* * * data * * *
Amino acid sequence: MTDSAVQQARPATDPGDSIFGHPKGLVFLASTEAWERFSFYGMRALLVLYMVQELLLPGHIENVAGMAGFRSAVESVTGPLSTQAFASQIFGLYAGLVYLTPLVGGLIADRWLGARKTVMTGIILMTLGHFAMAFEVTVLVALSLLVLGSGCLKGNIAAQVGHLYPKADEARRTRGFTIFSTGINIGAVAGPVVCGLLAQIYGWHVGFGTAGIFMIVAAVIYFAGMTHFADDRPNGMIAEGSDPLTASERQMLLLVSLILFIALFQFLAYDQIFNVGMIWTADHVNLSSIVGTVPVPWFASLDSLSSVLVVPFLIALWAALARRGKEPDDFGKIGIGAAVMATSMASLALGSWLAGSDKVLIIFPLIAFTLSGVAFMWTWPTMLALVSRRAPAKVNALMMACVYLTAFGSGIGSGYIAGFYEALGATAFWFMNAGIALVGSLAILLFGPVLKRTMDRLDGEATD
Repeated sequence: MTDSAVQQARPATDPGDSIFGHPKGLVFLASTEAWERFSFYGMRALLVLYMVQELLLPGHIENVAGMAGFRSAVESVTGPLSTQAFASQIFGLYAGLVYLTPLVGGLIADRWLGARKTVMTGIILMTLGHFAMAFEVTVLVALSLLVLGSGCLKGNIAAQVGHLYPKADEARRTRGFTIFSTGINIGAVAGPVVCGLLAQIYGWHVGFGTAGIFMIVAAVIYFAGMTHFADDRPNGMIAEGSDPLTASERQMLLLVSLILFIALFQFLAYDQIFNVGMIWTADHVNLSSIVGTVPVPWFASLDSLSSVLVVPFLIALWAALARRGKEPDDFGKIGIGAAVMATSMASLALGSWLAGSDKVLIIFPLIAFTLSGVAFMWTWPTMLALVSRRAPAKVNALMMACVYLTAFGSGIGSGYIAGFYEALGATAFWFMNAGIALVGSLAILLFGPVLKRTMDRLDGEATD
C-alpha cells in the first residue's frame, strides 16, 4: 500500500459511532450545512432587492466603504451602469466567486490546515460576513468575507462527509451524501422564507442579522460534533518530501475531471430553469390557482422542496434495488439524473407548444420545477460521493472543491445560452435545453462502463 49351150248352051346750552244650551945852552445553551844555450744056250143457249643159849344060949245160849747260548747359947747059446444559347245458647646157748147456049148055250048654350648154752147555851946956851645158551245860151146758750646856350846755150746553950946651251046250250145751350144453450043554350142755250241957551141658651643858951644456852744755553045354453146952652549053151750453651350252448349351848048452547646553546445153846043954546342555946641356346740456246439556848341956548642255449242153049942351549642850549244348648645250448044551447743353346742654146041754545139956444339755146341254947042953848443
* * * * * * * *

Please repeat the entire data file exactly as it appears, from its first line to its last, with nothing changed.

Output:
Amino acid sequence: MTDSAVQQARPATDPGDSIFGHPKGLVFLASTEAWERFSFYGMRALLVLYMVQELLLPGHIENVAGMAGFRSAVESVTGPLSTQAFASQIFGLYAGLVYLTPLVGGLIADRWLGARKTVMTGIILMTLGHFAMAFEVTVLVALSLLVLGSGCLKGNIAAQVGHLYPKADEARRTRGFTIFSTGINIGAVAGPVVCGLLAQIYGWHVGFGTAGIFMIVAAVIYFAGMTHFADDRPNGMIAEGSDPLTASERQMLLLVSLILFIALFQFLAYDQIFNVGMIWTADHVNLSSIVGTVPVPWFASLDSLSSVLVVPFLIALWAALARRGKEPDDFGKIGIGAAVMATSMASLALGSWLAGSDKVLIIFPLIAFTLSGVAFMWTWPTMLALVSRRAPAKVNALMMACVYLTAFGSGIGSGYIAGFYEALGATAFWFMNAGIALVGSLAILLFGPVLKRTMDRLDGEATD
Repeated sequence: MTDSAVQQARPATDPGDSIFGHPKGLVFLASTEAWERFSFYGMRALLVLYMVQELLLPGHIENVAGMAGFRSAVESVTGPLSTQAFASQIFGLYAGLVYLTPLVGGLIADRWLGARKTVMTGIILMTLGHFAMAFEVTVLVALSLLVLGSGCLKGNIAAQVGHLYPKADEARRTRGFTIFSTGINIGAVAGPVVCGLLAQIYGWHVGFGTAGIFMIVAAVIYFAGMTHFADDRPNGMIAEGSDPLTASERQMLLLVSLILFIALFQFLAYDQIFNVGMIWTADHVNLSSIVGTVPVPWFASLDSLSSVLVVPFLIALWAALARRGKEPDDFGKIGIGAAVMATSMASLALGSWLAGSDKVLIIFPLIAFTLSGVAFMWTWPTMLALVSRRAPAKVNALMMACVYLTAFGSGIGSGYIAGFYEALGATAFWFMNAGIALVGSLAILLFGPVLKRTMDRLDGEATD
C-alpha cells in the first residue's frame, strides 16, 4: 500500500459511532450545512432587492466603504451602469466567486490546515460576513468575507462527509451524501422564507442579522460534533518530501475531471430553469390557482422542496434495488439524473407548444420545477460521493472543491445560452435545453462502463 49351150248352051346750552244650551945852552445553551844555450744056250143457249643159849344060949245160849747260548747359947747059446444559347245458647646157748147456049148055250048654350648154752147555851946956851645158551245860151146758750646856350846755150746553950946651251046250250145751350144453450043554350142755250241957551141658651643858951644456852744755553045354453146952652549053151750453651350252448349351848048452547646553546445153846043954546342555946641356346740456246439556848341956548642255449242153049942351549642850549244348648645250448044551447743353346742654146041754545139956444339755146341254947042953848443